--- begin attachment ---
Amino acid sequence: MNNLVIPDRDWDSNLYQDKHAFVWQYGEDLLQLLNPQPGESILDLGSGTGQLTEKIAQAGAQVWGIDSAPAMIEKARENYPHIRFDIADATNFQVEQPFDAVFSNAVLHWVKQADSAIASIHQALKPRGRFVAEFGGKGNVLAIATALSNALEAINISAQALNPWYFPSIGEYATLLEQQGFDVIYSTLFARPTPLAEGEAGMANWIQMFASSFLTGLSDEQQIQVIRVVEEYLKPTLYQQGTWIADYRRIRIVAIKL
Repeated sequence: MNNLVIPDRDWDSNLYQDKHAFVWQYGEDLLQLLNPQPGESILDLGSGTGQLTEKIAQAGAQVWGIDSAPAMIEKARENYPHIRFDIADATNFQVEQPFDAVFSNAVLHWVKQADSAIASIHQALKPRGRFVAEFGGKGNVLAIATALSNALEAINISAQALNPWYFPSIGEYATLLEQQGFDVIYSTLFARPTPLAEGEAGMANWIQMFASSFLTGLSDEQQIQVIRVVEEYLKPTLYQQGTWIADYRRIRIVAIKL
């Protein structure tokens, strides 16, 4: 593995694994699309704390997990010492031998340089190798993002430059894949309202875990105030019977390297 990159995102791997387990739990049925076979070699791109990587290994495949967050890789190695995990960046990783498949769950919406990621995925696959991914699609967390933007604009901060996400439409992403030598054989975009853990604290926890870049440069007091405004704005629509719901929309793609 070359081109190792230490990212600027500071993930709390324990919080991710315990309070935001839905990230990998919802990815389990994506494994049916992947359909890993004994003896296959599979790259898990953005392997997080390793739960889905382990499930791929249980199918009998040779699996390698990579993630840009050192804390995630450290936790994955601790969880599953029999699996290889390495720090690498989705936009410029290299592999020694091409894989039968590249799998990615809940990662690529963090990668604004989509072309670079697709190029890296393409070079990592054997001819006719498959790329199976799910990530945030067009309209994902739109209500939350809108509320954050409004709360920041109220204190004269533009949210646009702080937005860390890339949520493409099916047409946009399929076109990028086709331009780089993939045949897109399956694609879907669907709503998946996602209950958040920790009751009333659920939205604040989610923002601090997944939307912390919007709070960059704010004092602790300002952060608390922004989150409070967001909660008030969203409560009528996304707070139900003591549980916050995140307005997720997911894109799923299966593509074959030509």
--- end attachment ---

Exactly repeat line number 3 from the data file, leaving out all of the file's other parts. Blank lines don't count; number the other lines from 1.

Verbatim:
């Protein structure tokens, strides 16, 4: 593995694994699309704390997990010492031998340089190798993002430059894949309202875990105030019977390297 990159995102791997387990739990049925076979070699791109990587290994495949967050890789190695995990960046990783498949769950919406990621995925696959991914699609967390933007604009901060996400439409992403030598054989975009853990604290926890870049440069007091405004704005629509719901929309793609 070359081109190792230490990212600027500071993930709390324990919080991710315990309070935001839905990230990998919802990815389990994506494994049916992947359909890993004994003896296959599979790259898990953005392997997080390793739960889905382990499930791929249980199918009998040779699996390698990579993630840009050192804390995630450290936790994955601790969880599953029999699996290889390495720090690498989705936009410029290299592999020694091409894989039968590249799998990615809940990662690529963090990668604004989509072309670079697709190029890296393409070079990592054997001819006719498959790329199976799910990530945030067009309209994902739109209500939350809108509320954050409004709360920041109220204190004269533009949210646009702080937005860390890339949520493409099916047409946009399929076109990028086709331009780089993939045949897109399956694609879907669907709503998946996602209950958040920790009751009333659920939205604040989610923002601090997944939307912390919007709070960059704010004092602790300002952060608390922004989150409070967001909660008030969203409560009528996304707070139900003591549980916050995140307005997720997911894109799923299966593509074959030509």